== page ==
And right before the deadline, I have completed an Extra - a cross-square extra, to be precise. \o/ Two bingos, four achievements and an extra in h/c bingo round 5. I call that a win.
Pairing/characters: Jason, Pythagoras
Spoilers: 1.11 – Hunger Pangs
Disclaimer: Not mine. BBC and Urban Myth Films own them.
Word count: approx 1179
Summary: It had been dark for hours, but Jason couldn’t sleep.
AN: Cross-square extra for the hc_bingo ‘Hunger/Starvation’ and ‘Wild card - Loss of Job/Income’ squares on my hurt/comfort bingo card.
AN2: Set after episode 1.11 – Hunger Pangs
Cross posted to AO3
It had been dark for hours, but Jason couldn’t sleep. Oh, he was tired. He had spent much of the last three nights running around the city as a dog, after all, but it seemed that despite Pythagoras managing to cure the curse, his body was still in some sort of semi-nocturnal pattern.
He still cringed whenever he thought about what had happened. He wasn’t even sure which part had been the worst – the actual transformation itself, the waking up naked in strange places, or that mortifying encounter with Ariadne.
No, that wasn’t entirely true. Jason knew what had been the worst part. It was the shame. He had done a lot of things that, with hindsight, he felt terribly ashamed about. Not least was the stealing itself. And coming close behind that had been the way he had then eaten the meat himself instead of saving it to share with his friends (although given what happened later, that was probably a good thing, even if had come from entirely selfish motives).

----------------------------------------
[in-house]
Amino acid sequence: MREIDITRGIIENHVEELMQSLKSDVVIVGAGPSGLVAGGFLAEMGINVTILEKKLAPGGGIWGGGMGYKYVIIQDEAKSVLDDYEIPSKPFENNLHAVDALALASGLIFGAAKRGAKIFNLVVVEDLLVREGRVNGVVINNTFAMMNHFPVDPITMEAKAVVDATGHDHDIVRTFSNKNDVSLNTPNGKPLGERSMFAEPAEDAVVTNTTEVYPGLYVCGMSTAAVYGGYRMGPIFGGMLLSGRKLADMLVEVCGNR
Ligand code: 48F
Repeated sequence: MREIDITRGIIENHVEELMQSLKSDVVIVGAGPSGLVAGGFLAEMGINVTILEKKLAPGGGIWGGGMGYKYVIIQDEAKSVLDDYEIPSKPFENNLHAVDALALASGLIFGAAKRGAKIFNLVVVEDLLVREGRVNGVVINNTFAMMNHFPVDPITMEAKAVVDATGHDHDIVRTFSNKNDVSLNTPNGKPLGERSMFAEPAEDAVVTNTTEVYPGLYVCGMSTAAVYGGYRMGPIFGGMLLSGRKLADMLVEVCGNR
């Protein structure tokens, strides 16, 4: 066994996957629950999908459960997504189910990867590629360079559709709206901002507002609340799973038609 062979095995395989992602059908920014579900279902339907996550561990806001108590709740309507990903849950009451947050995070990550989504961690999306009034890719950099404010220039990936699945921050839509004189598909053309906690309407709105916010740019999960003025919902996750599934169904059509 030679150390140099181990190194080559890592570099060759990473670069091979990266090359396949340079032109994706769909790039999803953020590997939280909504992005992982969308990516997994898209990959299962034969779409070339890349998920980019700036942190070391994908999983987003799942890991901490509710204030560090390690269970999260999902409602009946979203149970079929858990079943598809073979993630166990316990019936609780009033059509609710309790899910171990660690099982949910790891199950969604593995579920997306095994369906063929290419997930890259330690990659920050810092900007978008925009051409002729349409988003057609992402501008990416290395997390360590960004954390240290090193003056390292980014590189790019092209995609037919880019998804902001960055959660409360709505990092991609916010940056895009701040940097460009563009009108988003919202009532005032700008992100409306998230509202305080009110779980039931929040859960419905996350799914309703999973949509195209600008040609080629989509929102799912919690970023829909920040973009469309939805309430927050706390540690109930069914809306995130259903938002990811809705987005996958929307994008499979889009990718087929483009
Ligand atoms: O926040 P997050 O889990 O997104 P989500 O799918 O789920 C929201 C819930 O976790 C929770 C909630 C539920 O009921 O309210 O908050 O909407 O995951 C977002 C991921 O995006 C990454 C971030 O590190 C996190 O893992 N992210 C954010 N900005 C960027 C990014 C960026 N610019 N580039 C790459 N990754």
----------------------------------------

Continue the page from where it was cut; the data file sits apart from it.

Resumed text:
He heard a loud sigh, and the rustle of blankets and creak of wood from the next room. Apparently Pythagoras couldn’t sleep either.
Jason was wondering whether to go and see if he wanted company when Pythagoras made the decision for him and got up and came into the main room to pour himself a drink of water.
“Can’t sleep?” Jason said quietly, sitting up.
Pythagoras jumped so hard he almost spilled his drink.
“Jason! Sorry, I didn’t know you were awake. You startled me.”
“So I noticed.”
Jason got up and wandered over to sit down at the table. Pythagoras sat down opposite, cradling the cup in his hands.
“What’s wrong?” Jason asked.
Pythagoras got that brief rabbit in headlights look, before he looked down and focussed his gaze on the table.
“Nothing. I just wanted a drink.”
“Pythagoras, you are a very bad liar. What is it?”
Pythagoras glanced up again, and this time he looked embarrassed.
“I’m just so hungry. I can’t sleep.”
And hello again, shame. Jason was all too aware of the fact that the only reason he wasn’t hungry any more himself was because he had eaten an entire joint of meat, plus, apparently, at least one chicken and most of a goat in the last three days. Pythagoras, on the other hand, had eaten part of a melon... and that was it. They had been short on food even before the three days of dog-curse, and it wasn’t as if his skinny friend had much fat reserves to go on in the first place.
“I’m sorry,” Jason said, suddenly subdued.
Pythagoras looked at him in confusion.
“Why?” His mouth quirked into a smile. “What have you done this time?”
Jason suspected that now he was the one with the ‘rabbit in headlights’ look.
“Nothing! Well, nothing new, at least.”
“Then what is it?” Pythagoras threw Jason’s earlier question back at him.
“I got us all into so much trouble again. And I lost us that job. If I hadn’t done that, we would have had money, and we could have had a larder full of food by now.”